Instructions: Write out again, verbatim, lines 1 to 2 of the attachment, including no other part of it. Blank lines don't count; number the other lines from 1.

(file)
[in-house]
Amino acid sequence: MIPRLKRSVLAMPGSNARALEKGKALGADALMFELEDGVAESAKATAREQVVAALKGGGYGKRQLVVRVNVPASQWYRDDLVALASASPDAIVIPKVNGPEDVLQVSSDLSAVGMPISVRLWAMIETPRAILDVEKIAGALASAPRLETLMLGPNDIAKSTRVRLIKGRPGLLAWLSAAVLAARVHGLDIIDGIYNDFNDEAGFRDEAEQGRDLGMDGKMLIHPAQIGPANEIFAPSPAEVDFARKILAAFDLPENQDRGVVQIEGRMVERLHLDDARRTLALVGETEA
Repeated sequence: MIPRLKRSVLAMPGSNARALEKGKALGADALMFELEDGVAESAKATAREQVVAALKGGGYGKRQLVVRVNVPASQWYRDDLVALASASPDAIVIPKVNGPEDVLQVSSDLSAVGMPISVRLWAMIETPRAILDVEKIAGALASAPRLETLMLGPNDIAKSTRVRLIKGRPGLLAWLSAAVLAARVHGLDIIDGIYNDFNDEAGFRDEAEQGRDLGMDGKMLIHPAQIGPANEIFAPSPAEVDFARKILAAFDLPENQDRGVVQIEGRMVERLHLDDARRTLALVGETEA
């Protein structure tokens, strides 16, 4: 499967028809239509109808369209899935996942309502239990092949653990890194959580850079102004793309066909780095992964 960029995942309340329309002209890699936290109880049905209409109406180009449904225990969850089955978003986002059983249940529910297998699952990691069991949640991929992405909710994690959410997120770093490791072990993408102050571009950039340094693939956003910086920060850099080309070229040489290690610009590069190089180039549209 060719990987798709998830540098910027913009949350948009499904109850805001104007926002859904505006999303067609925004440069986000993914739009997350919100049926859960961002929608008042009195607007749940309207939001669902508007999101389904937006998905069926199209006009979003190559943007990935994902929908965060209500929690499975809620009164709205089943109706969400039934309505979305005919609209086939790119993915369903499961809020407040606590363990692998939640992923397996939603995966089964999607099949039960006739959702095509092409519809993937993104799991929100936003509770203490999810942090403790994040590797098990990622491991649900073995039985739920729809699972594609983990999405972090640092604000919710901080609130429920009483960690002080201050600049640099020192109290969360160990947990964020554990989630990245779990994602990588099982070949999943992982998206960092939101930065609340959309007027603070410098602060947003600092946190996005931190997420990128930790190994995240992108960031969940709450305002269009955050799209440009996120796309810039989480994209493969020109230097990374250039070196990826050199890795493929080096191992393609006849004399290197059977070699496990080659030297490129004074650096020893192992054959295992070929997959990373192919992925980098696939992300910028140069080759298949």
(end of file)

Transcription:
[in-house]
Amino acid sequence: MIPRLKRSVLAMPGSNARALEKGKALGADALMFELEDGVAESAKATAREQVVAALKGGGYGKRQLVVRVNVPASQWYRDDLVALASASPDAIVIPKVNGPEDVLQVSSDLSAVGMPISVRLWAMIETPRAILDVEKIAGALASAPRLETLMLGPNDIAKSTRVRLIKGRPGLLAWLSAAVLAARVHGLDIIDGIYNDFNDEAGFRDEAEQGRDLGMDGKMLIHPAQIGPANEIFAPSPAEVDFARKILAAFDLPENQDRGVVQIEGRMVERLHLDDARRTLALVGETEA